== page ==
Compound Documents - necessary for success?

Ronald Bourret rbourret at
Mon Feb 1 11:39:49 GMT 1999

Marcus Carr wrote:

> With all due respect Roger, I think that the problem is that we're both 
> questions and with few exceptions, nobody's answering. In my own case, I 
> that this is due to the fact that:
> a)  creating compound documents with fragments using the same DTD as the 
> may cause problems, but that there would always be a better way to handle 
> documents,
> b)  nobody's sure whether this will be a problem once XLink, XPointer, 
> Fragments and X?? have spun their magic,
> c)  I've not clearly explained what I think the problem is,
> d)  I'm missing the point so totally that nobody feels that it even 
merits a
> reply,

I've been following this conversation with interest.  I'll hazard two 
guesses for the lack of answers.  First is (b) -- schemas and fragments are 
likely to answer some, but not all, of these questions.  Second is that 
these questions are on or ahead of the bleeding edge, so it's not 
surprising that nobody has answers yet.

I think that many of us have a notion of a "compound document" and "reusing 
schemas" but that, for most of us, these notions don't go much beyond the 
actual words and a hazy, utopic, AI-intensive dream that XML documents will 
somehow magically recombine themselves to solve all of our problems.

Let's look at a simple example.  Suppose we have a DTD for NBA players:

<!ELEMENT Players (Player*)>
<!ELEMENT Player (Name, Team)>

Now suppose we also have a DTD for heights:

<!ELEMENT Height (Scalar, Units)>
<!ELEMENT Units (#PCDATA) <!-- This would be feet, inches, meters, 
angstroms, etc. -->

What I think a lot of people would like is to automagically combine these 
two DTDs so that the following document is valid:

   <?xml version="1.0" ?>
   <!-- Note the illegal syntax.  There is
        currently no legal way to express this. -->
   <!DOCTYPE "Player" System="players.dtd" System="height.dtd">
         <Name>Joe Tall</Name>
         <Team>Iowa Talls</Team>

This does not currently work for two reasons.  First, there is no way to 
express that a document is valid under two different DTDs.  Second, the 
above document is clearly not valid under either of the above DTDs.  To 
create such a document under the current spec, we need to rewrite 

<!ELEMENT Players (Player*)>
<!ELEMENT Player (Name, Team, Height)>
<!ENTITY % height SYSTEM "height.dtd">

There are two important things to notice here:

1) We got nothing for free.  That is, we had to write a new DTD because we 
have a new file type, and the new file type (DTD) is different from either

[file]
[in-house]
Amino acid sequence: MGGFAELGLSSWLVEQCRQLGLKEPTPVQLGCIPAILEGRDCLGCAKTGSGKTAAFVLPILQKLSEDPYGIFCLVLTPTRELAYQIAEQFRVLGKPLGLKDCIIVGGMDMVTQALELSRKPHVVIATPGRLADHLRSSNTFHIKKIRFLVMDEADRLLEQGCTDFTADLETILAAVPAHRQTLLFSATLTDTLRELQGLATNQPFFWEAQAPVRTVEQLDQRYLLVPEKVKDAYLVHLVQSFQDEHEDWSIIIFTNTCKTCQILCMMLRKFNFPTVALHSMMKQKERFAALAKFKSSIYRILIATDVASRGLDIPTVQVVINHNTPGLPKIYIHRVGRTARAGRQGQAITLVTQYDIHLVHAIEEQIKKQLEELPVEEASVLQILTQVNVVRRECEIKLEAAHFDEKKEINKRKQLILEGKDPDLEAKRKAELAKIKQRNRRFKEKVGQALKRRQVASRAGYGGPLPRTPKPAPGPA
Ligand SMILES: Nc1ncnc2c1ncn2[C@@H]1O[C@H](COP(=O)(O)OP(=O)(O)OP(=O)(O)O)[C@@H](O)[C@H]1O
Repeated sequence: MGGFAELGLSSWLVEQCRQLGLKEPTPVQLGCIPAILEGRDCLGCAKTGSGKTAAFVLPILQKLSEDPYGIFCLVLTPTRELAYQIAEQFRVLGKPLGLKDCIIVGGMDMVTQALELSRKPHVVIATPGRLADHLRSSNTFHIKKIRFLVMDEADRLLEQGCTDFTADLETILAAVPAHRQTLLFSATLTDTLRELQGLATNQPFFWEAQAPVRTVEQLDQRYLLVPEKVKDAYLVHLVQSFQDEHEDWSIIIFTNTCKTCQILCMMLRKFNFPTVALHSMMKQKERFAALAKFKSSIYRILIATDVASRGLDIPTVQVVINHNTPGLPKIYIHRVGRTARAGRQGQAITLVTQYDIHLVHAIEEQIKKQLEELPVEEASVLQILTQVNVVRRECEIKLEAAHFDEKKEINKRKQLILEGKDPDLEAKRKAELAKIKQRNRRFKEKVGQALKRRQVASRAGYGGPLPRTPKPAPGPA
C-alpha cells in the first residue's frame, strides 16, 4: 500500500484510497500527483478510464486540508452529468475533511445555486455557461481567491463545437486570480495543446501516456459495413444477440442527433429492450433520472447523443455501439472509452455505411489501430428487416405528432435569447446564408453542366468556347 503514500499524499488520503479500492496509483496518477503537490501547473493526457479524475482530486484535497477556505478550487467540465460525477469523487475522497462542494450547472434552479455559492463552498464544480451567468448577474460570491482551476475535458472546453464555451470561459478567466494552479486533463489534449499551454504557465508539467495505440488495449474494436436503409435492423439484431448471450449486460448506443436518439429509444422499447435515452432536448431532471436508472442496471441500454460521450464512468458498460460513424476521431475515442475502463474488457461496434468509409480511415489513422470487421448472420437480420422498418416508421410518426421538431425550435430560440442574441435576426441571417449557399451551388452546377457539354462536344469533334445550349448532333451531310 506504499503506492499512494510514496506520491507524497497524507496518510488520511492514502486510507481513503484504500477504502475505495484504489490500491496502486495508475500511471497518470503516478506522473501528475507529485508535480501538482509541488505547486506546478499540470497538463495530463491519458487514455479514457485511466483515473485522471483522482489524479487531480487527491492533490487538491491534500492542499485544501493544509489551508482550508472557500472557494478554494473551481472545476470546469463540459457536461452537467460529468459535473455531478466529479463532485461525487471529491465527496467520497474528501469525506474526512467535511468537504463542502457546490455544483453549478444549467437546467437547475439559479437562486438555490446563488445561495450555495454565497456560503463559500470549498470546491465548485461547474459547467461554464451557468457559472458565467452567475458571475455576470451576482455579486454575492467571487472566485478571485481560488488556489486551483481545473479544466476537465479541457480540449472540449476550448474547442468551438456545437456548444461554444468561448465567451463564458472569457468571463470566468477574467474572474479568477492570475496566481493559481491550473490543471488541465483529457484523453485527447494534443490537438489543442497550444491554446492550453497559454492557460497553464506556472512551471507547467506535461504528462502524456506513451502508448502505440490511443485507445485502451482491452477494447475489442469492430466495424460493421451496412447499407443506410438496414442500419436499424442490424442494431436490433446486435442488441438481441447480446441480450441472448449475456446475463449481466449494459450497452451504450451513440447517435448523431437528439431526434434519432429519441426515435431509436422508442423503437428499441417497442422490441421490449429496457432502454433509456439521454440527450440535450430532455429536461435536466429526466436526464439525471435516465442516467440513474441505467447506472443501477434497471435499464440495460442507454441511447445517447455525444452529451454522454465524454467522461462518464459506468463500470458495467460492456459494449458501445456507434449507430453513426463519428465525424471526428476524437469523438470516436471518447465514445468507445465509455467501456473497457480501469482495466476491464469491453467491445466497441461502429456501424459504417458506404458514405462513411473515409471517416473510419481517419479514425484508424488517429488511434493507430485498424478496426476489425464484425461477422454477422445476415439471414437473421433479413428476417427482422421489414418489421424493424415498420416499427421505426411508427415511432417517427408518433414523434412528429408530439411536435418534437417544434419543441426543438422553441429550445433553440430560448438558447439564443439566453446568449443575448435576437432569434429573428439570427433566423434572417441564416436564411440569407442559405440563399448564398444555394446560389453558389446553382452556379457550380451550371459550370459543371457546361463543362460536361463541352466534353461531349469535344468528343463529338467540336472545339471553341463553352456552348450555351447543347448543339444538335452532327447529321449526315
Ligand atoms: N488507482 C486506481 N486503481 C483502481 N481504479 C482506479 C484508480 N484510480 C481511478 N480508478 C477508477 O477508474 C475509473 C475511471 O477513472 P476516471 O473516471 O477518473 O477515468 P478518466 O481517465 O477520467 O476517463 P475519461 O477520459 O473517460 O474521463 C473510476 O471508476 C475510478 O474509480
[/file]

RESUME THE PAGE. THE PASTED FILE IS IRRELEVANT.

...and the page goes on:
of the previous file types.  In Roger's case, he needs to generate new DTDs 
dynamically, as was mentioned in an earlier message.

2) When we wrote the new DTD, a *human* made the decision about where 
<Height> was legal.  Anybody figuring out a foolproof way for a machine to 
do this usefully -- that is, without defining the content model of all 
elements as ANY -- will probably get a Turing Award for AI.

Without knowing much about fragments, it appears these have more to do with 
the delivery of pieces of an XML document rather than assembling and 
validating pieces from multiple documents. In particular, requirement 12 of 
the XML Fragement Interchange Requirements states that, "Issues involved 
with the possible "return" of any fragment to its original context and the 
determination of the possible validity of the "returned" fragment in its 
original context are beyond the scope of this activity."  However, I have 
no doubt that the fragments project will turn up some interesting ideas 
about compound documents.

In schema languages, the current state of the problem is to generalize the 

<!ENTITY % height SYSTEM "height.dtd">

That is, to define a general syntax that makes it easy to reuse parts 
(generally elements and attributes, but possibly any part) of other schemas 
without bringing in all of the second schema. This may not sound too 
exciting, but it is very useful.

I personally think that anything more utopian than this is going to 
require, at the very least, a new definition of validity.  One such 
definition was that proposed in this thread: that each subdocument is 
validated under its own DTD and the overall document is not validated but 
merely checked for well-formedness.  This obviously is a specific case, but 
interesting nonetheless, as it suggests a useful application for partial 
validity.  (As an aside, anybody figuring out an algorithm by which 
compound documents such as that shown above are "valid" under multiple DTDs 
and still work with existing tools would significantly advance the field. 
 Personally, I'm not too hopeful.)

So for the moment, don't be disappointed by the lack of answers.  You're 
just ahead of us.

-- Ron Bourret

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